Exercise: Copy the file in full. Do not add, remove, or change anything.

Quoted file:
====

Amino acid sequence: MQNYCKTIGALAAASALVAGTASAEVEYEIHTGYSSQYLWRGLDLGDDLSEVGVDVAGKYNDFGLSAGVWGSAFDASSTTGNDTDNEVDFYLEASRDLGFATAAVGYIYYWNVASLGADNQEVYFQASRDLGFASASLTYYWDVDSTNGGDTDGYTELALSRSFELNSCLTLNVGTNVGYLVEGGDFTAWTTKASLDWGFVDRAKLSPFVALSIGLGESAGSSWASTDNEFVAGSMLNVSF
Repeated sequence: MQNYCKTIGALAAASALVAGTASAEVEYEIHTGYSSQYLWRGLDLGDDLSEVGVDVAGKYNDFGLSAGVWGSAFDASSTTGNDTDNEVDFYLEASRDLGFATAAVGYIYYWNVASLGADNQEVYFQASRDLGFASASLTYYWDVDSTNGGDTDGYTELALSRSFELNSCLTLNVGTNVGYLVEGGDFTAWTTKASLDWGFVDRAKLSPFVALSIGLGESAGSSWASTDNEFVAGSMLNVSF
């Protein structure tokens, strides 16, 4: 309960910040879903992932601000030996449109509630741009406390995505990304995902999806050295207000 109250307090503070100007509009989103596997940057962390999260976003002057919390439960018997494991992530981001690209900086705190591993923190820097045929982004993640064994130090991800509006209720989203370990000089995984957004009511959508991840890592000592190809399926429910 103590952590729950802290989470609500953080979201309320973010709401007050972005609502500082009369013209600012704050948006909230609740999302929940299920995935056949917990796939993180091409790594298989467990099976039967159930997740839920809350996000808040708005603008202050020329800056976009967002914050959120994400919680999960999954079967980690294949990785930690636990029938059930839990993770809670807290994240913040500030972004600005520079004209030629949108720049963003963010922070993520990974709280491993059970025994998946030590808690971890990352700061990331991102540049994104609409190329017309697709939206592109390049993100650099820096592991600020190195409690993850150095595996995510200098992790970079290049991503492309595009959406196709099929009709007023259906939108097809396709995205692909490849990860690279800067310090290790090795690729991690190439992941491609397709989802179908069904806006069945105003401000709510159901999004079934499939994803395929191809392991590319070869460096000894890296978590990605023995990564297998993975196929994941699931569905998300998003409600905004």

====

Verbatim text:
Amino acid sequence: MQNYCKTIGALAAASALVAGTASAEVEYEIHTGYSSQYLWRGLDLGDDLSEVGVDVAGKYNDFGLSAGVWGSAFDASSTTGNDTDNEVDFYLEASRDLGFATAAVGYIYYWNVASLGADNQEVYFQASRDLGFASASLTYYWDVDSTNGGDTDGYTELALSRSFELNSCLTLNVGTNVGYLVEGGDFTAWTTKASLDWGFVDRAKLSPFVALSIGLGESAGSSWASTDNEFVAGSMLNVSF
Repeated sequence: MQNYCKTIGALAAASALVAGTASAEVEYEIHTGYSSQYLWRGLDLGDDLSEVGVDVAGKYNDFGLSAGVWGSAFDASSTTGNDTDNEVDFYLEASRDLGFATAAVGYIYYWNVASLGADNQEVYFQASRDLGFASASLTYYWDVDSTNGGDTDGYTELALSRSFELNSCLTLNVGTNVGYLVEGGDFTAWTTKASLDWGFVDRAKLSPFVALSIGLGESAGSSWASTDNEFVAGSMLNVSF
């Protein structure tokens, strides 16, 4: 309960910040879903992932601000030996449109509630741009406390995505990304995902999806050295207000 109250307090503070100007509009989103596997940057962390999260976003002057919390439960018997494991992530981001690209900086705190591993923190820097045929982004993640064994130090991800509006209720989203370990000089995984957004009511959508991840890592000592190809399926429910 103590952590729950802290989470609500953080979201309320973010709401007050972005609502500082009369013209600012704050948006909230609740999302929940299920995935056949917990796939993180091409790594298989467990099976039967159930997740839920809350996000808040708005603008202050020329800056976009967002914050959120994400919680999960999954079967980690294949990785930690636990029938059930839990993770809670807290994240913040500030972004600005520079004209030629949108720049963003963010922070993520990974709280491993059970025994998946030590808690971890990352700061990331991102540049994104609409190329017309697709939206592109390049993100650099820096592991600020190195409690993850150095595996995510200098992790970079290049991503492309595009959406196709099929009709007023259906939108097809396709995205692909490849990860690279800067310090290790090795690729991690190439992941491609397709989802179908069904806006069945105003401000709510159901999004079934499939994803395929191809392991590319070869460096000894890296978590990605023995990564297998993975196929994941699931569905998300998003409600905004």